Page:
Anything that works as hard as the human body, deserves more than a constant critique of how it looks in a pair of skinny jeans.
It’s highly probably that I’m not the only woman in the world with thighs that look like they’ve been in a hailstorm. Clearly cellulite is as keen on me as I am on oxygen – but anything that runs me around without thanks or hesitation (okay – sometimes there’s a bit of hesitation but you know what I mean) deserves appreciation.
It’s also highly probable that I’m not the only woman for whom the mere thought of double-digit sit-ups makes my abs want to throw themselves into oncoming traffic – but anything that plays such a major part in keeping me alive and healthy deserves high praise.
My arms? They hold those I love close and set the minimum distance for those I’m not keen on. Oh, and they carry, lift, write, cook, touch …
Like all bodies, mine works hard and deserves more than constant criticism about how it looks. So how do we do that?
It’s no secret how important a positive body image is, but a recent study has found that the key to a positive body image may lie in the way we respond to the disappointments and struggles that have nothing to do with physical image.
Research has found that self-compassion in any context, not just in relation to the way we see ourselves physically, lifts body image and protects against eating disorders and unhealthy weight management practices.
Accepting disappointments and struggles as a normal part of life and treating the self kindly during times that seem unrelated to body issues and eating, seems to have an effect on body image.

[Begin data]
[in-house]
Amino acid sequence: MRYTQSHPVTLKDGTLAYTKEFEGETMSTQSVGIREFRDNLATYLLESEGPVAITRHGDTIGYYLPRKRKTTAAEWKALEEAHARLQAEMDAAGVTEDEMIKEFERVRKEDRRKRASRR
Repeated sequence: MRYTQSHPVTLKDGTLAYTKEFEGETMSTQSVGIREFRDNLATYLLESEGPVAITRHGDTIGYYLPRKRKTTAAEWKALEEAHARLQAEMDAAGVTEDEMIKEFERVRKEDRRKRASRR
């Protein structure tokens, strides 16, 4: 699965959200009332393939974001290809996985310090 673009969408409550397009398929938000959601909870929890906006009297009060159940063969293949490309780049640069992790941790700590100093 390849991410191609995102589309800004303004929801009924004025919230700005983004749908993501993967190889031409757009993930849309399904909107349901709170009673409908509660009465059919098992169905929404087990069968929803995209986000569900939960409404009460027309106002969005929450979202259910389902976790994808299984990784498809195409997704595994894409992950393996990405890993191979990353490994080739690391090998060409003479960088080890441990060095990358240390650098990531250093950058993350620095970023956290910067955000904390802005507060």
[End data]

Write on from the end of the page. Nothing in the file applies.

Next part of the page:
As researcher Professor Allison Kelly explained, ‘Women may experience a more positive body image and better eating habits if they approach disappointments and distress with kindness and recognition that these struggles are a normal part of life.’
Self-compassion – treating oneself with kindness during disappointments and difficulties – has unique benefits and important benefits.
The research found that regardless of weight and body mass index, women who had more self-compassion were more able to acknowledge and accept their imperfect body. They also had a better body image and were less concerned about weight and body shape and had a better relationship with food.
The biggest threat to self-compassion is comparison.
Only 2% of the world’s population are supermodels. The rest of us make our mark in ways other than how we look in a bikini. Thankfully.
Nobody looks the way magazines would have us believe they do. Nobody. Even the women in the photos don’t look like that.
The human body is extraordinary. It’s time to stop trashing it for the way it looks in skinny jeans and start appreciating the phenomenal things we are capable of because of the body we live in, whatever shape that takes.